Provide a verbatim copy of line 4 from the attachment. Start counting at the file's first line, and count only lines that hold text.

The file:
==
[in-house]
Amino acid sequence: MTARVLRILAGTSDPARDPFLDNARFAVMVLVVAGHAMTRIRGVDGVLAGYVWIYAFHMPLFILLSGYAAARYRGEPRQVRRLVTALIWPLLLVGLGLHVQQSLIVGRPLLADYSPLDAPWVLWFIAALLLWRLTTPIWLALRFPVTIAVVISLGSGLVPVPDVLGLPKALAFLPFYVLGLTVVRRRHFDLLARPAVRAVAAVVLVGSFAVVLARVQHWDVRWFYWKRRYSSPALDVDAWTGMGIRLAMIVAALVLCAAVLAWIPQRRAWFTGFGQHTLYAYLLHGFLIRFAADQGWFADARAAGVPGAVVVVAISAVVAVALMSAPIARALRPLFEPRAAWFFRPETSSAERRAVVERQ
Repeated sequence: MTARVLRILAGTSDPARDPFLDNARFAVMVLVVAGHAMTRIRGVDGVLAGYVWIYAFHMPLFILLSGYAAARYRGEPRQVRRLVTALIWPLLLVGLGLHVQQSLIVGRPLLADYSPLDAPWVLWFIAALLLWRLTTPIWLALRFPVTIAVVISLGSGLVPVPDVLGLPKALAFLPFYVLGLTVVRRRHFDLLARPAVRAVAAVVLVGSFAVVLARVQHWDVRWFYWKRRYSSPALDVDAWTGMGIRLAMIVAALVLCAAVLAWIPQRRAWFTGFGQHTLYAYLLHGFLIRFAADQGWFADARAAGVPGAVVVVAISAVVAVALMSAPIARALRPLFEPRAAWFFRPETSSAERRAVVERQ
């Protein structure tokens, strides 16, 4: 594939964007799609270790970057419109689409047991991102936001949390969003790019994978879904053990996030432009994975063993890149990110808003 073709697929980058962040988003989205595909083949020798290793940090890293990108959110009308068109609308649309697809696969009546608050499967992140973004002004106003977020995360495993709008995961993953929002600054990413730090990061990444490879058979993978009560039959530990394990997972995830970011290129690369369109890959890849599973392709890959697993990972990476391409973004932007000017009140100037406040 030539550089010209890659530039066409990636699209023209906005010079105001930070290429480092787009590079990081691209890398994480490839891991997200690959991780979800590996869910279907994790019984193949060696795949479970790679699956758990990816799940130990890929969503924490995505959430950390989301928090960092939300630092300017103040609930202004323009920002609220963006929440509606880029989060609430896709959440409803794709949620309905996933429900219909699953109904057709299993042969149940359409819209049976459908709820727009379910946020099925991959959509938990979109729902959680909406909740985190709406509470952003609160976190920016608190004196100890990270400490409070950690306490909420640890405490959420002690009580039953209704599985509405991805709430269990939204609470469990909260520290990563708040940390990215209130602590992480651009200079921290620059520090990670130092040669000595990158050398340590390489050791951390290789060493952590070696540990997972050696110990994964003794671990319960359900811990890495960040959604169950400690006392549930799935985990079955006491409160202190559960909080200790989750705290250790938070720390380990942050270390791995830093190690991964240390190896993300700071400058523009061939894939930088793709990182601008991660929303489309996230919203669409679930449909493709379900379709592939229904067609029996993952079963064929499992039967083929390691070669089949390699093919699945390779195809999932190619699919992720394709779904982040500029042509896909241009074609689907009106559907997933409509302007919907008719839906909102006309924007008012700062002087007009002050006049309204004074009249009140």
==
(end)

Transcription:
């Protein structure tokens, strides 16, 4: 594939964007799609270790970057419109689409047991991102936001949390969003790019994978879904053990996030432009994975063993890149990110808003 073709697929980058962040988003989205595909083949020798290793940090890293990108959110009308068109609308649309697809696969009546608050499967992140973004002004106003977020995360495993709008995961993953929002600054990413730090990061990444490879058979993978009560039959530990394990997972995830970011290129690369369109890959890849599973392709890959697993990972990476391409973004932007000017009140100037406040 030539550089010209890659530039066409990636699209023209906005010079105001930070290429480092787009590079990081691209890398994480490839891991997200690959991780979800590996869910279907994790019984193949060696795949479970790679699956758990990816799940130990890929969503924490995505959430950390989301928090960092939300630092300017103040609930202004323009920002609220963006929440509606880029989060609430896709959440409803794709949620309905996933429900219909699953109904057709299993042969149940359409819209049976459908709820727009379910946020099925991959959509938990979109729902959680909406909740985190709406509470952003609160976190920016608190004196100890990270400490409070950690306490909420640890405490959420002690009580039953209704599985509405991805709430269990939204609470469990909260520290990563708040940390990215209130602590992480651009200079921290620059520090990670130092040669000595990158050398340590390489050791951390290789060493952590070696540990997972050696110990994964003794671990319960359900811990890495960040959604169950400690006392549930799935985990079955006491409160202190559960909080200790989750705290250790938070720390380990942050270390791995830093190690991964240390190896993300700071400058523009061939894939930088793709990182601008991660929303489309996230919203669409679930449909493709379900379709592939229904067609029996993952079963064929499992039967083929390691070669089949390699093919699945390779195809999932190619699919992720394709779904982040500029042509896909241009074609689907009106559907997933409509302007919907008719839906909102006309924007008012700062002087007009002050006049309204004074009249009140």